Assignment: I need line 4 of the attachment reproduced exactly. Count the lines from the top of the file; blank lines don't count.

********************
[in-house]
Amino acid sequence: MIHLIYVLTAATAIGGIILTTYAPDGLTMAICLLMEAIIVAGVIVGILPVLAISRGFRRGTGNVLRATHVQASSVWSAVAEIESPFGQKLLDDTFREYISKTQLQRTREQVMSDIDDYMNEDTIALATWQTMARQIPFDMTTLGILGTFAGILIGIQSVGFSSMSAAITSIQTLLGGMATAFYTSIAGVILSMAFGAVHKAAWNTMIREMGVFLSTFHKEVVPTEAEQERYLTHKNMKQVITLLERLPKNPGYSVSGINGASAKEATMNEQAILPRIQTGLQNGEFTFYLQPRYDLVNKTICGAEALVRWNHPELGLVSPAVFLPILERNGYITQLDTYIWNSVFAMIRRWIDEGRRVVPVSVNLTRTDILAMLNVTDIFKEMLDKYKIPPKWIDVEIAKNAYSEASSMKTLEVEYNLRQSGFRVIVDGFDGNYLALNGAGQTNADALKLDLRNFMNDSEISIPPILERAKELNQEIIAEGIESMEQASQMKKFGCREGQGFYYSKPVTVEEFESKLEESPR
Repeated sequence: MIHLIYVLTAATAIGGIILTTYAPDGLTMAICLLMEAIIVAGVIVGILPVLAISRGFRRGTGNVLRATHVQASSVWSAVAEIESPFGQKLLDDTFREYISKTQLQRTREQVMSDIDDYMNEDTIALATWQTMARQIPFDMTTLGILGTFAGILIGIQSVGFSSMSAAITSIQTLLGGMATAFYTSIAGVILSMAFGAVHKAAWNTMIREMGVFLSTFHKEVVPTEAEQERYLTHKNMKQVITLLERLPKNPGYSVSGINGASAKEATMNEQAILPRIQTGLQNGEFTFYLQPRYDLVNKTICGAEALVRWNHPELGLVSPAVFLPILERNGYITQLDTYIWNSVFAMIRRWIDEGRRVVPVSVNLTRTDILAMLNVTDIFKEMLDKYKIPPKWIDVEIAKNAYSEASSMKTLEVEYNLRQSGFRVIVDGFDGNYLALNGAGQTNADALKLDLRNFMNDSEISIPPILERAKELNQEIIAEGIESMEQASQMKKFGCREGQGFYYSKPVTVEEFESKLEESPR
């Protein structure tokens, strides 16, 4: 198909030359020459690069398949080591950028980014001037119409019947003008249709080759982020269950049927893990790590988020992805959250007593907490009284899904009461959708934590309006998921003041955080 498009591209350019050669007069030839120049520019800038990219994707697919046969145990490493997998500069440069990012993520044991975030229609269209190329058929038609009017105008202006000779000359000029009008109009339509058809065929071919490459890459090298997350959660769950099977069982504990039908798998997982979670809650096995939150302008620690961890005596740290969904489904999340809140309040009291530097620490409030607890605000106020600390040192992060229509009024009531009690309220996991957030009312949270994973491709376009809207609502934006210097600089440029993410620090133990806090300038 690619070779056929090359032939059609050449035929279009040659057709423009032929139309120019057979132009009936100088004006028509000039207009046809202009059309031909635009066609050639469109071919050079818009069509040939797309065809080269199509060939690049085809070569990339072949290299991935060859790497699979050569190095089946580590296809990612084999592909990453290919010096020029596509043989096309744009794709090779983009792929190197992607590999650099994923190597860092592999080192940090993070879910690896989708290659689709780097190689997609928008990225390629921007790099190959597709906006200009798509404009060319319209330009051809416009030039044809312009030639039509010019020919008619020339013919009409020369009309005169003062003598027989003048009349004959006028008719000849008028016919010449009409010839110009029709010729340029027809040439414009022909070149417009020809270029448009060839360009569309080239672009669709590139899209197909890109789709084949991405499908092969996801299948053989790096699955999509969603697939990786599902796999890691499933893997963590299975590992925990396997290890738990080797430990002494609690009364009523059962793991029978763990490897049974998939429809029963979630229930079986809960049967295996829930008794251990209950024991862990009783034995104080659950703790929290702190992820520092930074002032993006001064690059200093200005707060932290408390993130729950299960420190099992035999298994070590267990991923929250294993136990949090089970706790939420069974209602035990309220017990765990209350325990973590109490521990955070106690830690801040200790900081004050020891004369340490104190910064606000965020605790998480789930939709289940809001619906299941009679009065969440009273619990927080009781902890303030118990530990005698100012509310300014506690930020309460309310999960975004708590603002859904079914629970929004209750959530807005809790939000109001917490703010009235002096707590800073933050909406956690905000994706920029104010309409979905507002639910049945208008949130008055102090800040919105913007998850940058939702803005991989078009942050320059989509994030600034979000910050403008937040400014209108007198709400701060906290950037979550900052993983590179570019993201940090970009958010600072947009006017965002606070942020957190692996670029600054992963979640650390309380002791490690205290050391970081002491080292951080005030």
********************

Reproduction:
């Protein structure tokens, strides 16, 4: 198909030359020459690069398949080591950028980014001037119409019947003008249709080759982020269950049927893990790590988020992805959250007593907490009284899904009461959708934590309006998921003041955080 498009591209350019050669007069030839120049520019800038990219994707697919046969145990490493997998500069440069990012993520044991975030229609269209190329058929038609009017105008202006000779000359000029009008109009339509058809065929071919490459890459090298997350959660769950099977069982504990039908798998997982979670809650096995939150302008620690961890005596740290969904489904999340809140309040009291530097620490409030607890605000106020600390040192992060229509009024009531009690309220996991957030009312949270994973491709376009809207609502934006210097600089440029993410620090133990806090300038 690619070779056929090359032939059609050449035929279009040659057709423009032929139309120019057979132009009936100088004006028509000039207009046809202009059309031909635009066609050639469109071919050079818009069509040939797309065809080269199509060939690049085809070569990339072949290299991935060859790497699979050569190095089946580590296809990612084999592909990453290919010096020029596509043989096309744009794709090779983009792929190197992607590999650099994923190597860092592999080192940090993070879910690896989708290659689709780097190689997609928008990225390629921007790099190959597709906006200009798509404009060319319209330009051809416009030039044809312009030639039509010019020919008619020339013919009409020369009309005169003062003598027989003048009349004959006028008719000849008028016919010449009409010839110009029709010729340029027809040439414009022909070149417009020809270029448009060839360009569309080239672009669709590139899209197909890109789709084949991405499908092969996801299948053989790096699955999509969603697939990786599902796999890691499933893997963590299975590992925990396997290890738990080797430990002494609690009364009523059962793991029978763990490897049974998939429809029963979630229930079986809960049967295996829930008794251990209950024991862990009783034995104080659950703790929290702190992820520092930074002032993006001064690059200093200005707060932290408390993130729950299960420190099992035999298994070590267990991923929250294993136990949090089970706790939420069974209602035990309220017990765990209350325990973590109490521990955070106690830690801040200790900081004050020891004369340490104190910064606000965020605790998480789930939709289940809001619906299941009679009065969440009273619990927080009781902890303030118990530990005698100012509310300014506690930020309460309310999960975004708590603002859904079914629970929004209750959530807005809790939000109001917490703010009235002096707590800073933050909406956690905000994706920029104010309409979905507002639910049945208008949130008055102090800040919105913007998850940058939702803005991989078009942050320059989509994030600034979000910050403008937040400014209108007198709400701060906290950037979550900052993983590179570019993201940090970009958010600072947009006017965002606070942020957190692996670029600054992963979640650390309380002791490690205290050391970081002491080292951080005030």